Archives / 2015 / October
  • 5 legal issues that will scare employers this Halloween

    Tags: Social Media, Discrimination, Misconduct, Employment Law, Employment Tribunal, Halloween

    It is no surprise that Halloween is one of the holidays that your employees enjoy celebrating in the workplace. Celebrations range from trick or treating, pumpkin carving contests, adult costume contests to parties with alcohol. For employees’ they all encourage interaction and workplace engagement but for employers’ they all open the door for potential liabilities and concerns. So what are the 5 top legal issues that employers need to be aware of to avoid the scare this Halloween?

    1.    Discrimination against Pagans

    Religion is simply defined by the Equality Act as “any religion”, and does not state the belief has to be a major religion to be protected. Therefore employers must take non-mainstream religions as seriously as they do with the … more

  • Can employees watch porn during their lunch break?

    Tags: Unfair Dismissal, Employment Law, Employment Tribunal

    They can, if they work in Italy! Earlier this month the Supreme Court in Rome ruled that an employee in Italy caught watching pornographic material at the workplace during his lunch break was unfairly dismissed.

    The eyebrow-raising decision follows a 5-year legal battle after the car manufacturer Fiat dismissed an employee in 2008 for watching a pornographic movie on his personal laptop in an electricity supply room on the factory floor.

    According to the Judge, this employee who enjoyed “just a glimpse of the film during a meal break” did not commit an act of gross misconduct as his choice of down time had not interfered with the rest of his shift.


    Of course this ruling has no binding effect on the courts of England and Wales, though it serves as a highly … more

  • Grandparents will be entitled to shared parental leave and pay!

    Tags: Employment Law, Employment Tribunal, Shared Parental Leave and Grandparents

    Earlier this month, the Chancellor George Osbourne announced that the Government is planning to extend Shared Parental Leave (SPL) to include grandparents by 2018. However, this will only affects working grandparents (non-working grandparents aren't likely to meet the eligibility criteria).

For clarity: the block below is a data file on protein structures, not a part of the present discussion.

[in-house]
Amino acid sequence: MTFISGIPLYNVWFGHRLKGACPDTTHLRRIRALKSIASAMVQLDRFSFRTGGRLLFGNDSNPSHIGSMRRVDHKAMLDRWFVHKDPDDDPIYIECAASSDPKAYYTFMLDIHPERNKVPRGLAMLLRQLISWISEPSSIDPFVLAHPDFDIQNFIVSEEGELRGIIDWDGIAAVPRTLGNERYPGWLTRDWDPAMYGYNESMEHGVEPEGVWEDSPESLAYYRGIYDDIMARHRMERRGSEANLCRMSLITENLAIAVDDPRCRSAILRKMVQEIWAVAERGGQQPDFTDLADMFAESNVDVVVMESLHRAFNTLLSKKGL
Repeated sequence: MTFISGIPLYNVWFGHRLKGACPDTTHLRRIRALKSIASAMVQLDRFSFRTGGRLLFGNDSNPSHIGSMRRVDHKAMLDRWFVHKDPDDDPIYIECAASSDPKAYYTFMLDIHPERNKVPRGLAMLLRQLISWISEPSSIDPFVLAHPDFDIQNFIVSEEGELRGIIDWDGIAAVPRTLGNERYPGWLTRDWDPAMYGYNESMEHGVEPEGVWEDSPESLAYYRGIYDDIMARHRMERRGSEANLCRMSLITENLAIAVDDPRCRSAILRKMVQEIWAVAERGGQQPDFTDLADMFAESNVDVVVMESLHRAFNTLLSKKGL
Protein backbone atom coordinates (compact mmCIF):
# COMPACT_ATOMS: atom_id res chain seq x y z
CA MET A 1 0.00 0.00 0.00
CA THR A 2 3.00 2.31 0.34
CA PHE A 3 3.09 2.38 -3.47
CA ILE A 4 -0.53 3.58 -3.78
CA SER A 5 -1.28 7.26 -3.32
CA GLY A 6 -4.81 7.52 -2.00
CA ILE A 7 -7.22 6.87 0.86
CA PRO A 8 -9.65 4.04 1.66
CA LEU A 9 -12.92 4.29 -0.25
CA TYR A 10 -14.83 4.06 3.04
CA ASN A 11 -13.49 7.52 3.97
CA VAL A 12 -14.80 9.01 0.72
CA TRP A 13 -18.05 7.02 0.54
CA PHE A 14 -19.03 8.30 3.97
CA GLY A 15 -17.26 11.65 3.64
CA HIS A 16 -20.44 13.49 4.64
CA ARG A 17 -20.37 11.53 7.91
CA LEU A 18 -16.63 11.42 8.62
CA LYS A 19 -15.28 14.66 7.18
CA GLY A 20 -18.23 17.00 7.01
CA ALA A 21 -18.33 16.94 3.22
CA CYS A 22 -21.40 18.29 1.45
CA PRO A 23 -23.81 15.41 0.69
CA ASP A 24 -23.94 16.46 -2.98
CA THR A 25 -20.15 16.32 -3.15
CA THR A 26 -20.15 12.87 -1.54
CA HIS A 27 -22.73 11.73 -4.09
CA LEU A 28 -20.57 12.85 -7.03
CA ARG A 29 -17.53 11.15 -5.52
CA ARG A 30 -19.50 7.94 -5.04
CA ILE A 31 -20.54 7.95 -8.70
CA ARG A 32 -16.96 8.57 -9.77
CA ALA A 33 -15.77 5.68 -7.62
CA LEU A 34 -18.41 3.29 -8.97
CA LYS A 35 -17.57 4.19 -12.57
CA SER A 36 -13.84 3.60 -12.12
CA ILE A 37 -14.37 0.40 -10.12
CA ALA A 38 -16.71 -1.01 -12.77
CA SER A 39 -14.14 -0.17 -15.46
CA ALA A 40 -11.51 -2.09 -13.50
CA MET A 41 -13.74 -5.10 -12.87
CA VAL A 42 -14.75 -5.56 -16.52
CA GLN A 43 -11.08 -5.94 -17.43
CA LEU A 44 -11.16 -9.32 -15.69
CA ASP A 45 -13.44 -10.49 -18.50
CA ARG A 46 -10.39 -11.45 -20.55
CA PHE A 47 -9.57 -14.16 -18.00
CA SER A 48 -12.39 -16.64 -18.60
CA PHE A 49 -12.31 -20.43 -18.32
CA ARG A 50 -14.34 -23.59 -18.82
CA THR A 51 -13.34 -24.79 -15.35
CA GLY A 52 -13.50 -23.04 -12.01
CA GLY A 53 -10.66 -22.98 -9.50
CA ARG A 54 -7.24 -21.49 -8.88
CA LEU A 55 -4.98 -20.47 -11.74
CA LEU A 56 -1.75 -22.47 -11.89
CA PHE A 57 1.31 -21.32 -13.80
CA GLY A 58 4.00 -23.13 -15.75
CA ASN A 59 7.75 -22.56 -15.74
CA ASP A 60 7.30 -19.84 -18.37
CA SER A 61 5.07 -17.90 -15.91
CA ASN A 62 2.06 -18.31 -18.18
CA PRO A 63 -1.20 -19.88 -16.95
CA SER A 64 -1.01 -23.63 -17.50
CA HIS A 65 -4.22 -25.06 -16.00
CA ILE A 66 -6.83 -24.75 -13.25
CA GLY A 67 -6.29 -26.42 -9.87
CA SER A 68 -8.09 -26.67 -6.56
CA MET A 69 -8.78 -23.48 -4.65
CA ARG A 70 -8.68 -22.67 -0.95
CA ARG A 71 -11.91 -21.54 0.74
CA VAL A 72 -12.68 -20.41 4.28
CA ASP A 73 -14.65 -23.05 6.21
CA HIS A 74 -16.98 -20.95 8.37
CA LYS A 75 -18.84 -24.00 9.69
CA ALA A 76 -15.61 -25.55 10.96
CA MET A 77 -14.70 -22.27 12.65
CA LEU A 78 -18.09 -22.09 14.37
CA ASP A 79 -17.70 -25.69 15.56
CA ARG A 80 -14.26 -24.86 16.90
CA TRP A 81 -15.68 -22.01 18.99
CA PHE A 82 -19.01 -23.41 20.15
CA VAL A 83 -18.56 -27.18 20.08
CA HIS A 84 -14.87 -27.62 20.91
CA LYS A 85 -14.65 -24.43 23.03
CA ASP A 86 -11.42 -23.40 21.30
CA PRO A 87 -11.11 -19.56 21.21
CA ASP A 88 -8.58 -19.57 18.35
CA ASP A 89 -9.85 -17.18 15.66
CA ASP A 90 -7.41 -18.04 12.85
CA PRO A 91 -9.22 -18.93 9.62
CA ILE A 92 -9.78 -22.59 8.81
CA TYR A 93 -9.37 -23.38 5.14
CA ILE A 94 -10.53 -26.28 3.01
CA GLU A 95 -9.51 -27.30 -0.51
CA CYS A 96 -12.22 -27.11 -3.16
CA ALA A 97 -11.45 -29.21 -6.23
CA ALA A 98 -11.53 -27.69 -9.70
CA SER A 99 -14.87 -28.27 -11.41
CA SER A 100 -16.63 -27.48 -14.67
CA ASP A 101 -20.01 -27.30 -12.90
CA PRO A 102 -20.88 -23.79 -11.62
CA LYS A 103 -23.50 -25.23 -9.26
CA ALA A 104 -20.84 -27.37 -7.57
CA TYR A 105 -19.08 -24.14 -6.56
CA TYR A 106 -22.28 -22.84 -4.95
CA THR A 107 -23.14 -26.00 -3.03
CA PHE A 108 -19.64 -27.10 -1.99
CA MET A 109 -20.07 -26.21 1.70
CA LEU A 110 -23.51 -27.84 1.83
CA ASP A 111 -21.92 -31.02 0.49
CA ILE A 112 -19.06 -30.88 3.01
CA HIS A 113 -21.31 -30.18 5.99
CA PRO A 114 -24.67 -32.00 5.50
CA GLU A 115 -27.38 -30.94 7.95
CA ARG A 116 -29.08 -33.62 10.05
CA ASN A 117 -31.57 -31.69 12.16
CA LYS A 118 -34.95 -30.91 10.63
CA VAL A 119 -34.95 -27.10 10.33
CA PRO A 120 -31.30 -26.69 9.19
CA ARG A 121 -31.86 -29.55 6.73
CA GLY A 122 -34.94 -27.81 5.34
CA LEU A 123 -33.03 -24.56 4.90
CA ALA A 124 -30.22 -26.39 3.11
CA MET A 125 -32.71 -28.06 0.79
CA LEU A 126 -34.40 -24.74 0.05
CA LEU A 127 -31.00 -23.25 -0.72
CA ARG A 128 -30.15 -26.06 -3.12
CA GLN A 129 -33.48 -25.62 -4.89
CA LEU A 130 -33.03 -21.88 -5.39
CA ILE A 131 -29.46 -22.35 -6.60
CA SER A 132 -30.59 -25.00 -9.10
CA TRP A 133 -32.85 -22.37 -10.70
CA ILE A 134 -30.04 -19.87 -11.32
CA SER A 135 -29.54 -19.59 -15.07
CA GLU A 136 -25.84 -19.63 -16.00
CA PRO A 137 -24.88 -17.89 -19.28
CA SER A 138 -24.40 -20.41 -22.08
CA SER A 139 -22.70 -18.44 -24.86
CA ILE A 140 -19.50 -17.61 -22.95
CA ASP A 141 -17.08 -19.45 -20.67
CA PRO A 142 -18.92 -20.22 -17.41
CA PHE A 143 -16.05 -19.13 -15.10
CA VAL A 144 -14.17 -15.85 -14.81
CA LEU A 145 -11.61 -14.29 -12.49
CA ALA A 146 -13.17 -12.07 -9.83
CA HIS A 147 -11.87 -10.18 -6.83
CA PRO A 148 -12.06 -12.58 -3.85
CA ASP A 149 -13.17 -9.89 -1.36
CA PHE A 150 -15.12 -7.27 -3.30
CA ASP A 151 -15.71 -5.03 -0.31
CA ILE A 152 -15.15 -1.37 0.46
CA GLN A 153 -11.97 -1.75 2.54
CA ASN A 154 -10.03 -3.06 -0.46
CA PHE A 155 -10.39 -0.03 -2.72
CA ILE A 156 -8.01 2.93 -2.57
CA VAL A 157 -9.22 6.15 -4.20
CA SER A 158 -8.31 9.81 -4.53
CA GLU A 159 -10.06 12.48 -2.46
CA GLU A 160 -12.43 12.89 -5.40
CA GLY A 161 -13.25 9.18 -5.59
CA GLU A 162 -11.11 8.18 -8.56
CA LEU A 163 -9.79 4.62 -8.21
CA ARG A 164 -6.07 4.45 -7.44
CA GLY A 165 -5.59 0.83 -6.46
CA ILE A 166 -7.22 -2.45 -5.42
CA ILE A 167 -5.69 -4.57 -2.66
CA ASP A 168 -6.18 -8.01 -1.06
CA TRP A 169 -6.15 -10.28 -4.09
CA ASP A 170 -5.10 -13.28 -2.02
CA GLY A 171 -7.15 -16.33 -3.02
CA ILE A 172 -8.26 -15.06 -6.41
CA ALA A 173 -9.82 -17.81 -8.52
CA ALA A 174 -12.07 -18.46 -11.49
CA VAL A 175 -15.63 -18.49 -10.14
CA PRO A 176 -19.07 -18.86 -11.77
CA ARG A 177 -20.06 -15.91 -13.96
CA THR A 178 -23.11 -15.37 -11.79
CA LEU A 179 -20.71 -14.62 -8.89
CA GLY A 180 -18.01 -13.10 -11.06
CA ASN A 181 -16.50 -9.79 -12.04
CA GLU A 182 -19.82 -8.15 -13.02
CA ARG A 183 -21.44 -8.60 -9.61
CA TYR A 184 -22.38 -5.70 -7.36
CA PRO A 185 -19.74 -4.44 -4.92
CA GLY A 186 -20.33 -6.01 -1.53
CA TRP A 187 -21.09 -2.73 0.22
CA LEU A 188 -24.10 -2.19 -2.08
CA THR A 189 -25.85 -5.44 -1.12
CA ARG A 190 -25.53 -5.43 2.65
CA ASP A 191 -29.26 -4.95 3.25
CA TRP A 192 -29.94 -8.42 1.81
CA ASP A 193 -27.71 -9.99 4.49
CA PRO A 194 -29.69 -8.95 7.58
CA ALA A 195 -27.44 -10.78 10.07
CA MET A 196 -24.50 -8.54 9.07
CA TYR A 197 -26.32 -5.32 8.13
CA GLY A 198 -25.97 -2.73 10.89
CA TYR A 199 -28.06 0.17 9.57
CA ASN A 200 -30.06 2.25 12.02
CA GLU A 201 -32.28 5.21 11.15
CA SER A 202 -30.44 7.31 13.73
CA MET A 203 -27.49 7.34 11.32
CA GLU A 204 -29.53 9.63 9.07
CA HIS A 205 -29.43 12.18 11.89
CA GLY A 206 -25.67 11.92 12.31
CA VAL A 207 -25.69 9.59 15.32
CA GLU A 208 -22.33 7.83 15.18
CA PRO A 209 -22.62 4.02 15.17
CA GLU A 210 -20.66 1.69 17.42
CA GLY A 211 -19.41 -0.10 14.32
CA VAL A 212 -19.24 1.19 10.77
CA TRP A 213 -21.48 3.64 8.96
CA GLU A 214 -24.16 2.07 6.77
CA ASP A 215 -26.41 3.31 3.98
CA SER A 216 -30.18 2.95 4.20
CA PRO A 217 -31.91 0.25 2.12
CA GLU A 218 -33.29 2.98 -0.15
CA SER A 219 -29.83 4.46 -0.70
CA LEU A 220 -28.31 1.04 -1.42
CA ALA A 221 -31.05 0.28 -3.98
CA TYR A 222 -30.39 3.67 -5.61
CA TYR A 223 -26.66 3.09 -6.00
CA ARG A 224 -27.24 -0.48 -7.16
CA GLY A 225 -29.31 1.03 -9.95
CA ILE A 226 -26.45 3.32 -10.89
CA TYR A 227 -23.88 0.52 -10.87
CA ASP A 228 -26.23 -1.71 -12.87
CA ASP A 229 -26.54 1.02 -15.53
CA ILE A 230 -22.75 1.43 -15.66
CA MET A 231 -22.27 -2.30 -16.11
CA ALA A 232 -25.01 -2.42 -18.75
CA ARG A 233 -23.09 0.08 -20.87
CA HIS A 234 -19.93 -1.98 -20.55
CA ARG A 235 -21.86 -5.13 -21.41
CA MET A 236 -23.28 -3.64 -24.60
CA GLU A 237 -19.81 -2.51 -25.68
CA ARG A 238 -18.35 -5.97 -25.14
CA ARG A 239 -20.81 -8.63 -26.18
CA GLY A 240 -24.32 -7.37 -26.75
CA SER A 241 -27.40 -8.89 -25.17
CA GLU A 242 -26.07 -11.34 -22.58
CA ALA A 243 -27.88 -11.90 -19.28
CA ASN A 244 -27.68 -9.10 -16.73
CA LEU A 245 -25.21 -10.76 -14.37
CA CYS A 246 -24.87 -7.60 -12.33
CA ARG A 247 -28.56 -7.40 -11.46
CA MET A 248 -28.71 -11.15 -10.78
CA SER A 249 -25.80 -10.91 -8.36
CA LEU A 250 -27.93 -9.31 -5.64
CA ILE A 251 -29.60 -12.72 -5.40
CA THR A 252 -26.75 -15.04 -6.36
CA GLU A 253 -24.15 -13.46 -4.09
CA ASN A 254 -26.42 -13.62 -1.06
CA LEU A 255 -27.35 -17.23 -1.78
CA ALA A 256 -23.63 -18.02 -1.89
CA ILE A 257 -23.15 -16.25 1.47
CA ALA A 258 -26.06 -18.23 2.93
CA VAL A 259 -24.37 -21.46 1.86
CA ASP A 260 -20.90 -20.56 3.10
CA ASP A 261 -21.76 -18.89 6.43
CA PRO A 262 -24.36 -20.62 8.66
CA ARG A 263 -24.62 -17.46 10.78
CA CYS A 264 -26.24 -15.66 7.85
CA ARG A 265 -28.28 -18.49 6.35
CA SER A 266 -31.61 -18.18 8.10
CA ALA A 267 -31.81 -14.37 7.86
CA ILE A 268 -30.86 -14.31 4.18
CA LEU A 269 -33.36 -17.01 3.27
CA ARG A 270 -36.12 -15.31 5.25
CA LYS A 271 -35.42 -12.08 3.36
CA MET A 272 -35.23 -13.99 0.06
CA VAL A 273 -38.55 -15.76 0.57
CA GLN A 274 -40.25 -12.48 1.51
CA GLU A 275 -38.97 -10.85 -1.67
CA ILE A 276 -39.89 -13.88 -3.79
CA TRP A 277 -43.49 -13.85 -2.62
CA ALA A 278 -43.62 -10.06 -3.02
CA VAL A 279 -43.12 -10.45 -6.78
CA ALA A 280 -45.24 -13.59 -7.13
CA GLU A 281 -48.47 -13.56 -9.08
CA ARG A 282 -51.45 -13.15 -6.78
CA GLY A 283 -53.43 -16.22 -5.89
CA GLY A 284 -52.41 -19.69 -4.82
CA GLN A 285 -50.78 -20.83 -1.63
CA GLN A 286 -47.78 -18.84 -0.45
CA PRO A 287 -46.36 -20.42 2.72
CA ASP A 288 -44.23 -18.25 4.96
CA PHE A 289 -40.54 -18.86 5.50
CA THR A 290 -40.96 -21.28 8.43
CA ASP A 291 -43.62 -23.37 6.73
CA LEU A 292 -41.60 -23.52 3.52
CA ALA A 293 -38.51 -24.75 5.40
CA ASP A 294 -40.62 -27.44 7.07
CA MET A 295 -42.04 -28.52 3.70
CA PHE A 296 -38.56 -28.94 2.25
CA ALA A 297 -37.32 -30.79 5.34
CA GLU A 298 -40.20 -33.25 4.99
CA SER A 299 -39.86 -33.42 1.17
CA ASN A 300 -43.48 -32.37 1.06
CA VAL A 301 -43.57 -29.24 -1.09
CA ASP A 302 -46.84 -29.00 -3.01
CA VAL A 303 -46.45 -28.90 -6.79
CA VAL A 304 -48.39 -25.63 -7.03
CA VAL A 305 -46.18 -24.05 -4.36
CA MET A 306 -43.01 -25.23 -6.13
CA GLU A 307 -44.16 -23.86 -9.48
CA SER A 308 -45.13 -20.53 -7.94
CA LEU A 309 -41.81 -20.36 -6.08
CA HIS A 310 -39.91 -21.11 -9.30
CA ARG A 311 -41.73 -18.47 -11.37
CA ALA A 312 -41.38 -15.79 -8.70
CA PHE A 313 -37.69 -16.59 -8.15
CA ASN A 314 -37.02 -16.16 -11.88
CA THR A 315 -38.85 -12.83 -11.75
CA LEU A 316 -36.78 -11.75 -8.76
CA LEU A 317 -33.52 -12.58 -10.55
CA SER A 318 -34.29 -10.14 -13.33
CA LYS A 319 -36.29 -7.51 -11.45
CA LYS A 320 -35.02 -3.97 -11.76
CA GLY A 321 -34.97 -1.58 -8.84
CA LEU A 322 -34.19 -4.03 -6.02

Given the fact that 2 million grandparents have given up work, reduced their hours or taken time off to help cut down childcare costs, this extension to SPL will be welcomed by working families.

    The planned changes recognises the crucial role grandparents play in providing childcare hence it will increase flexibility and choice in parental leave arrangements and support working parents with the costs of childcare during the first year of a child’s life.

    The government will consult on the … more

  • Recent health and safety prosecution highlights the importance of machinery guarding

    Tags: Health and Safety

    A company based in Dudley has been fined for safety failings after an employee suffered injury to his left hand.

    The company – AirDesign (UK) manufactures heat recovery units.

    On the 10 March 2015 a 36 year old employee was operating an unguarded notching machine when his finger became entangled in the machinery. This caused an injury to a finger on his left hand which later required amputation to the second joint.

    On October 6 2015 AirDesign were fined a total of £2000 and order to pay £632.36 in costs after pleading guilty to an offence under Regulation 11 of the Provision and Use of Work Equipment Regulations 1998.

    The need to guard dangerous parts of machinery is well known and the consequences of not guarding to current standards are as above.

    If … more

  • Caste Discrimination: EAT Confirms Earlier Decision

    Tags: Discrimination, Employment Law, Employment Tribunal, Caste

    Way back in March 2014 we reported on the Employment Tribunal case of Tirkey –v- Mr & Mrs Chandok. This matter for those that recall or indeed have come across its more recent publicity in the mainstream press, concerned Ms Tirkey who was a domestic servant for Mr and Mrs Chandok, initially in India and then later in the UK. Ms Tirkey was recruited in India for the specific task of serving the couple.

    Ms Tirkey was of the Adivasi people, who some in India consider to be of a servant or lower ‘caste’. Upon being brought to the UK Ms Tirkey claimed that she was being essentially kept as a modern slave. She alleged that she was paid well below the minimum wage at 11p per hour, as well that she was on call 24 hours a day, made to sleep on the floor, prevented from … more


  • Seasonal Workers: Key Contractual Issues for Employers

    Tags: Employment Status, ukemplaw, Seasonal Workers, Contractual Issues, Fixed-term, Pat-time, Casual workers, Agency workers, Young persons, EmploymentLaw

    In sectors such as hospitality, tourism, retail and agriculture, seasonal peaks can bring an influx of work at certain times of the year. A common solution for employers in these sectors is to recruit additional employees during these periods. Below we set out the key contractual considerations for employers to bear in mind when hiring seasonal employees. 

    Fixed-term employees

    An individual recruited to cover seasonal work may be taken on for a limited period of time. A fixed-term contract is therefore often used, with that contract ending on a specific date or on completion of a particular project.

    An individual employed on a fixed-term contract is protected against less favourable treatment compared to permanent employees. For example, if an employer excludes the fixed-term … more


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